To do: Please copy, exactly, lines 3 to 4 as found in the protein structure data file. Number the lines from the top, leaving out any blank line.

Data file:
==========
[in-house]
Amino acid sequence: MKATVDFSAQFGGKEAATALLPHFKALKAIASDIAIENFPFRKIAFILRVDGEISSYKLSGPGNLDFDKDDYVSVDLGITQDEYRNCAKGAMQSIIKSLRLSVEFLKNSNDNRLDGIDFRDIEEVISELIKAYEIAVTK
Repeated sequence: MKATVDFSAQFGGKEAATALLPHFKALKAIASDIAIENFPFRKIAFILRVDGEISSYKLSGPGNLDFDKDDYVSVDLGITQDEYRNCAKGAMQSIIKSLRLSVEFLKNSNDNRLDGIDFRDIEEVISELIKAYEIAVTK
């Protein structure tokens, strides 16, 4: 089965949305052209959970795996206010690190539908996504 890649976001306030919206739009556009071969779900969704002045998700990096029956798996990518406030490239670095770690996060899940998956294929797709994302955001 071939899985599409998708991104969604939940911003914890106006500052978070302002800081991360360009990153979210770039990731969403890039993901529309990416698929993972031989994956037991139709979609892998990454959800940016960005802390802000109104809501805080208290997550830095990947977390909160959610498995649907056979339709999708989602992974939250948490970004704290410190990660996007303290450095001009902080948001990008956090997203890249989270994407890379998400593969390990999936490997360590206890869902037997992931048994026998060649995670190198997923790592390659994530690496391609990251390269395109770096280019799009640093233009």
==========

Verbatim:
Repeated sequence: MKATVDFSAQFGGKEAATALLPHFKALKAIASDIAIENFPFRKIAFILRVDGEISSYKLSGPGNLDFDKDDYVSVDLGITQDEYRNCAKGAMQSIIKSLRLSVEFLKNSNDNRLDGIDFRDIEEVISELIKAYEIAVTK
């Protein structure tokens, strides 16, 4: 089965949305052209959970795996206010690190539908996504 890649976001306030919206739009556009071969779900969704002045998700990096029956798996990518406030490239670095770690996060899940998956294929797709994302955001 071939899985599409998708991104969604939940911003914890106006500052978070302002800081991360360009990153979210770039990731969403890039993901529309990416698929993972031989994956037991139709979609892998990454959800940016960005802390802000109104809501805080208290997550830095990947977390909160959610498995649907056979339709999708989602992974939250948490970004704290410190990660996007303290450095001009902080948001990008956090997203890249989270994407890379998400593969390990999936490997360590206890869902037997992931048994026998060649995670190198997923790592390659994530690496391609990251390269395109770096280019799009640093233009």